Spring is coming early in 3/4 of national parks, according to a new study. Awesome? Not so much. As flowers bloom earlier every year, it’s disrupting the link between the wildflowers and the arrival of birds, bees, and butterflies that feed on and pollinate the flowers. In Shenandoah, an earlier spring is giving invasive plants a head start, and they’re displacing native wildflowers, leading to costly management issues.
Before the 1960s almost everything about living openly as a lesbian, gay, bisexual, or transgender (LGBT) person was illegal. New York City laws against homosexual activities were particularly harsh. The Stonewall Uprising on June 28, 1969 is a milestone in the quest for LGBT civil rights and provided momentum for a movement.
Vine Creek Ranch at Death Valley National Park. Steady drought and record summer heat make Death Valley a land of extremes. Towering peaks are frosted with winter snow. Rare rainstorms bring vast fields of wildflowers. Lush oases harbor tiny fish and refuge for wildlife and humans. Despite its morbid name, a great diversity of life survives in Death Valley.
Located 2,600 miles southwest of Hawaii, the National Park of American Samoa is the most remote unit of the National Park System and the U.S. National Park south of the Equator. The Park spreads across three islands, 9,500 acres of tropical rainforest, and 4,000 acres of ocean, including coral reefs. While remote, the islands of American Samoa, true to the meaning of the word Samoa (Islands of Sacred Earth), are welcoming and offer beautiful landscapes and centuries of culture and history.
Secretary Salazar Announces $13 Million Contract for Navajo Indian Irrigation Project Pumping Plants
Last edited 4/25/2016
WASHINGTON, D.C. – Secretary of the Interior Ken Salazar announced today that the Bureau of Reclamation has awarded Archer Western Contractors, Ltd. of Phoenix, Arizona, a $13 million contract to construct two pumping plants near Farmington, New Mexico. The pumping plants are key features for continued development of the Navajo Indian Irrigation Project. That ongoing project, which Reclamation is developing for the Bureau of Indian Affairs, provides water for the Navajo Agricultural Products Industry farming enterprise of the Navajo Nation.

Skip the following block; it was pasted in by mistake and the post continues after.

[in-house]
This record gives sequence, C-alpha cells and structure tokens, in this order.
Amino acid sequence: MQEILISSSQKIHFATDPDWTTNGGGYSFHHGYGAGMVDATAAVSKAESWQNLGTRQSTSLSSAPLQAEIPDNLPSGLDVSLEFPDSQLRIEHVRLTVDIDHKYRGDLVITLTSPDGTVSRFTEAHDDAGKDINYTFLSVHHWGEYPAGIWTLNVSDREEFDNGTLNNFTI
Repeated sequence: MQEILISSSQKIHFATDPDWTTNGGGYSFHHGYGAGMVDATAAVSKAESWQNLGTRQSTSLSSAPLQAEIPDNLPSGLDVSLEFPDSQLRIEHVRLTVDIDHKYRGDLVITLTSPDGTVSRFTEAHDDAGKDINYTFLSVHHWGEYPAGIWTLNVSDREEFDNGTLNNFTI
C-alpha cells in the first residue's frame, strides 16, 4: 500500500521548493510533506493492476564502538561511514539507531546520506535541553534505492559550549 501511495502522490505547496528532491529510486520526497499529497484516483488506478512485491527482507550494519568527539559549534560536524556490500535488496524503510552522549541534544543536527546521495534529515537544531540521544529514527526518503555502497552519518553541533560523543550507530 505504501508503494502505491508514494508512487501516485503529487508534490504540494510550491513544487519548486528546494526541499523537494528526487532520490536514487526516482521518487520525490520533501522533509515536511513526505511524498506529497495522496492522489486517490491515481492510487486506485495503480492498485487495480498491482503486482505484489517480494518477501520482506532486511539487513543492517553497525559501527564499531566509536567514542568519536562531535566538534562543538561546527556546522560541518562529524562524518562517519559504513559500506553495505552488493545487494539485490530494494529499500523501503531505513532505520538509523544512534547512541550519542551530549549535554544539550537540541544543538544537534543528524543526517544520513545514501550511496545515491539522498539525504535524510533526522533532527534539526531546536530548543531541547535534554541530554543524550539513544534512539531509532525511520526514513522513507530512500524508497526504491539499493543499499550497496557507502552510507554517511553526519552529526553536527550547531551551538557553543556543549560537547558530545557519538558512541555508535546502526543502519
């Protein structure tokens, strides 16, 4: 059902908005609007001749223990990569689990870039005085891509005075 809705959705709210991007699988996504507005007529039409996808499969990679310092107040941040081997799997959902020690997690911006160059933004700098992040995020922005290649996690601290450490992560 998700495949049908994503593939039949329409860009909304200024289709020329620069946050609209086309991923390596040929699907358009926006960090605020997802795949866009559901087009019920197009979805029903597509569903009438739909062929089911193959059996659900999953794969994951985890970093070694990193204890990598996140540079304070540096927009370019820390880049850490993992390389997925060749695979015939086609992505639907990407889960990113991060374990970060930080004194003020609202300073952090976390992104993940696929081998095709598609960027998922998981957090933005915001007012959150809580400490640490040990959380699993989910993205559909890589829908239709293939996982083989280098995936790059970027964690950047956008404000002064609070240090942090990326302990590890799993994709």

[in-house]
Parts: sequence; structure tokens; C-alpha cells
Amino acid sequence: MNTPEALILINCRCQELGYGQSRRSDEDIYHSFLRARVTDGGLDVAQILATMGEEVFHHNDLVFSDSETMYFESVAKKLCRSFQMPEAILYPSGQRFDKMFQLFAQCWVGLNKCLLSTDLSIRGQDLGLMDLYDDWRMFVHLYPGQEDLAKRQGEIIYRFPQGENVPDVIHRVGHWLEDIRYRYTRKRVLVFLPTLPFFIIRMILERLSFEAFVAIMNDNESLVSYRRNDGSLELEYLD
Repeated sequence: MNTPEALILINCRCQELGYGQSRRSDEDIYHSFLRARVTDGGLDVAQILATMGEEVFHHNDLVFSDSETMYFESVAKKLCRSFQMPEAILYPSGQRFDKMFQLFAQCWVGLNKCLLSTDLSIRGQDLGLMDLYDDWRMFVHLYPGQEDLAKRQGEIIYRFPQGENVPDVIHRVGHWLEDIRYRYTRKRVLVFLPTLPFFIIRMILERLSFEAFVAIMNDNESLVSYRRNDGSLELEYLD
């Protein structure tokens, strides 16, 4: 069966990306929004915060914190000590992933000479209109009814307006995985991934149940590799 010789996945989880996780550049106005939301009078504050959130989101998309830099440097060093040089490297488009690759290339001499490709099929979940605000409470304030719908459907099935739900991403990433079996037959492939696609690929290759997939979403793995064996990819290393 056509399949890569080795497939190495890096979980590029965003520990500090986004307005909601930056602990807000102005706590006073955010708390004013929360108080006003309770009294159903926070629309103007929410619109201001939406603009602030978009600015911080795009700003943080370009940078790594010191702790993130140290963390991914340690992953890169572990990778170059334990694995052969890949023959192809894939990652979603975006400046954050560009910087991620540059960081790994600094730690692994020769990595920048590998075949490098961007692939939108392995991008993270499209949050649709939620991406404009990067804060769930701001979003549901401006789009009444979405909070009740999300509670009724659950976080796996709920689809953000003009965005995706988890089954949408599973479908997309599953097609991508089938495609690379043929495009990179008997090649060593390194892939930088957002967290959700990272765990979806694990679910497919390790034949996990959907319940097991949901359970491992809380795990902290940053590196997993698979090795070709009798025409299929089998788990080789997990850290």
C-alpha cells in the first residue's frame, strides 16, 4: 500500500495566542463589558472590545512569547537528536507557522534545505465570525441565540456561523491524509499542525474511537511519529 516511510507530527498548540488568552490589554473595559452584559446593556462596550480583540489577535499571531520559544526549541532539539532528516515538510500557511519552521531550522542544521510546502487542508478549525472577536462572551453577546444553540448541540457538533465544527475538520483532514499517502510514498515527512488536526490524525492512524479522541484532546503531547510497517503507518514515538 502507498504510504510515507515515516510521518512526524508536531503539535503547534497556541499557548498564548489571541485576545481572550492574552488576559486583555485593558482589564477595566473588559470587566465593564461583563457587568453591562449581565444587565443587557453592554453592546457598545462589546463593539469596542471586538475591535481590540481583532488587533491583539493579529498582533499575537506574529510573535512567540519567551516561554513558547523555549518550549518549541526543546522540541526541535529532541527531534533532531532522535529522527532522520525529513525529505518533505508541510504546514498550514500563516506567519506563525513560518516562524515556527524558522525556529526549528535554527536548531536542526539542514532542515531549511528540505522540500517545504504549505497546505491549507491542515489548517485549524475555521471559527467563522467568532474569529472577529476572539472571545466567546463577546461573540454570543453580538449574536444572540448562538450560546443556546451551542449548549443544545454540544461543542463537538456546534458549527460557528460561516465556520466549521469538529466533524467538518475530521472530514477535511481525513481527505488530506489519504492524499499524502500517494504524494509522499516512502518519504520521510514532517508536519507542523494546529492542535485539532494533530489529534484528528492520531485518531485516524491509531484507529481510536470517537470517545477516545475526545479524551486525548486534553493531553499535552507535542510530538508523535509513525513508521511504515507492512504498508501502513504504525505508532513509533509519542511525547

“This award helps fulfill one of the major goals of both President Obama and the Interior Department in working with Indian Country – advancing the self-sustaining economic development of Indian communities,” said Salazar, who met with Navajo Nation President Joe Shirley and other Navajo officials last week in Window Rock. “The Navajo Nation Irrigation Project benefits the economy of the Four Corners area and especially the Navajo Nation not only through farm employment, but also through numerous multiplier benefits to local, regional, and national economies as crops are grown, harvested and marketed primarily by Navajo workers.”
The Navajo Nation Irrigation Project, which was begun in 1964, is now 70 percent complete. Under the new contract, the Phoenix firm will construct the pumping plants over the next two year period. The contract covers complete construction of the pumping facilities including buildings, electrical work, installation of electronic operating controls, and installation of the pumps. The associated pipe laterals that will carry the water will be constructed through a future contract. The pumping plants are located about 14 miles south of Farmington, New Mexico and are scheduled to be completed in the fall of 2011.
“When these pumping plants and pipe laterals are completed, an additional 5,166 acres of irrigation capacity will be added to the Navajo Indian Irrigation Project,” Reclamation Commissioner Michael Connor announced. Reclamation is responsible for design and construction of the irrigation facilities to the point of the individual farm units. The BIA, in cooperation with the Navajo Nation, is then responsible for developing the farm units.
The pumping plants are part of Block 9 of the Navajo Indian Irrigation Project. Blocks 1 through 8, and Block 9, Stage 1are done and have a combined irrigation capacity of 77,685 acres. The total authorized project is for 11 blocks, totaling slightly over 110,000 acres of lands.